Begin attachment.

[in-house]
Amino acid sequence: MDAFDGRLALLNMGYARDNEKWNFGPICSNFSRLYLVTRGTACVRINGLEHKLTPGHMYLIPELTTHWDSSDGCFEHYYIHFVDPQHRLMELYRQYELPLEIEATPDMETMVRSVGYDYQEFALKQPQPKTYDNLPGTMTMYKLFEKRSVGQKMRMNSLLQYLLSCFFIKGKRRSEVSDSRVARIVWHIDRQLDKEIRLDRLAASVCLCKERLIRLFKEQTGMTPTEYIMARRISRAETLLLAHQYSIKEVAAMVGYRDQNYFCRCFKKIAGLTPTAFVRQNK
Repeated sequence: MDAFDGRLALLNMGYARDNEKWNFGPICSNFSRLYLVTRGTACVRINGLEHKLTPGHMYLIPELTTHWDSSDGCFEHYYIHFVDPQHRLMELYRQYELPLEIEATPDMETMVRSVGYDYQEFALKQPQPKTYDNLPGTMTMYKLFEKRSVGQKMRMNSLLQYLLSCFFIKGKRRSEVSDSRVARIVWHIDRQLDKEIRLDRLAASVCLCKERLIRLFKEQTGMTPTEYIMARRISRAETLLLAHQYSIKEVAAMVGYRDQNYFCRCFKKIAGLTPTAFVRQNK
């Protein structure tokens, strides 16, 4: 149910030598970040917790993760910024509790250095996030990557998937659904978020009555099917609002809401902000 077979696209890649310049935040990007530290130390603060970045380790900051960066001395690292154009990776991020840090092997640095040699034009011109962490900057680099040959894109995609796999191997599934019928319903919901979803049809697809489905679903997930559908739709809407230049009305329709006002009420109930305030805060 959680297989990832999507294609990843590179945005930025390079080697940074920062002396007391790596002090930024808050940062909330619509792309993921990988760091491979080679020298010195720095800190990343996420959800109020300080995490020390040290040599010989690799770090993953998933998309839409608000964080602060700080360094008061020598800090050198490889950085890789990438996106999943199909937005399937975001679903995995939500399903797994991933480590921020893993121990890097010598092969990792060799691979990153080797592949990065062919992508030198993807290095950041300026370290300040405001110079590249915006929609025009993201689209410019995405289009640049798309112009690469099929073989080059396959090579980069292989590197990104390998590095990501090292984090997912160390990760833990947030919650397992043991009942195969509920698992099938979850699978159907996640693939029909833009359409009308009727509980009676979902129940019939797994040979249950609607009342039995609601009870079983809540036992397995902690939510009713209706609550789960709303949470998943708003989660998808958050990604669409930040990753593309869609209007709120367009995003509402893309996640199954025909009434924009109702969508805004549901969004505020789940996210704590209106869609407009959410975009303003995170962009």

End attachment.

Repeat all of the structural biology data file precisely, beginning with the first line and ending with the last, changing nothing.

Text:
[in-house]
Amino acid sequence: MDAFDGRLALLNMGYARDNEKWNFGPICSNFSRLYLVTRGTACVRINGLEHKLTPGHMYLIPELTTHWDSSDGCFEHYYIHFVDPQHRLMELYRQYELPLEIEATPDMETMVRSVGYDYQEFALKQPQPKTYDNLPGTMTMYKLFEKRSVGQKMRMNSLLQYLLSCFFIKGKRRSEVSDSRVARIVWHIDRQLDKEIRLDRLAASVCLCKERLIRLFKEQTGMTPTEYIMARRISRAETLLLAHQYSIKEVAAMVGYRDQNYFCRCFKKIAGLTPTAFVRQNK
Repeated sequence: MDAFDGRLALLNMGYARDNEKWNFGPICSNFSRLYLVTRGTACVRINGLEHKLTPGHMYLIPELTTHWDSSDGCFEHYYIHFVDPQHRLMELYRQYELPLEIEATPDMETMVRSVGYDYQEFALKQPQPKTYDNLPGTMTMYKLFEKRSVGQKMRMNSLLQYLLSCFFIKGKRRSEVSDSRVARIVWHIDRQLDKEIRLDRLAASVCLCKERLIRLFKEQTGMTPTEYIMARRISRAETLLLAHQYSIKEVAAMVGYRDQNYFCRCFKKIAGLTPTAFVRQNK
């Protein structure tokens, strides 16, 4: 149910030598970040917790993760910024509790250095996030990557998937659904978020009555099917609002809401902000 077979696209890649310049935040990007530290130390603060970045380790900051960066001395690292154009990776991020840090092997640095040699034009011109962490900057680099040959894109995609796999191997599934019928319903919901979803049809697809489905679903997930559908739709809407230049009305329709006002009420109930305030805060 959680297989990832999507294609990843590179945005930025390079080697940074920062002396007391790596002090930024808050940062909330619509792309993921990988760091491979080679020298010195720095800190990343996420959800109020300080995490020390040290040599010989690799770090993953998933998309839409608000964080602060700080360094008061020598800090050198490889950085890789990438996106999943199909937005399937975001679903995995939500399903797994991933480590921020893993121990890097010598092969990792060799691979990153080797592949990065062919992508030198993807290095950041300026370290300040405001110079590249915006929609025009993201689209410019995405289009640049798309112009690469099929073989080059396959090579980069292989590197990104390998590095990501090292984090997912160390990760833990947030919650397992043991009942195969509920698992099938979850699978159907996640693939029909833009359409009308009727509980009676979902129940019939797994040979249950609607009342039995609601009870079983809540036992397995902690939510009713209706609550789960709303949470998943708003989660998808958050990604669409930040990753593309869609209007709120367009995003509402893309996640199954025909009434924009109702969508805004549901969004505020789940996210704590209106869609407009959410975009303003995170962009």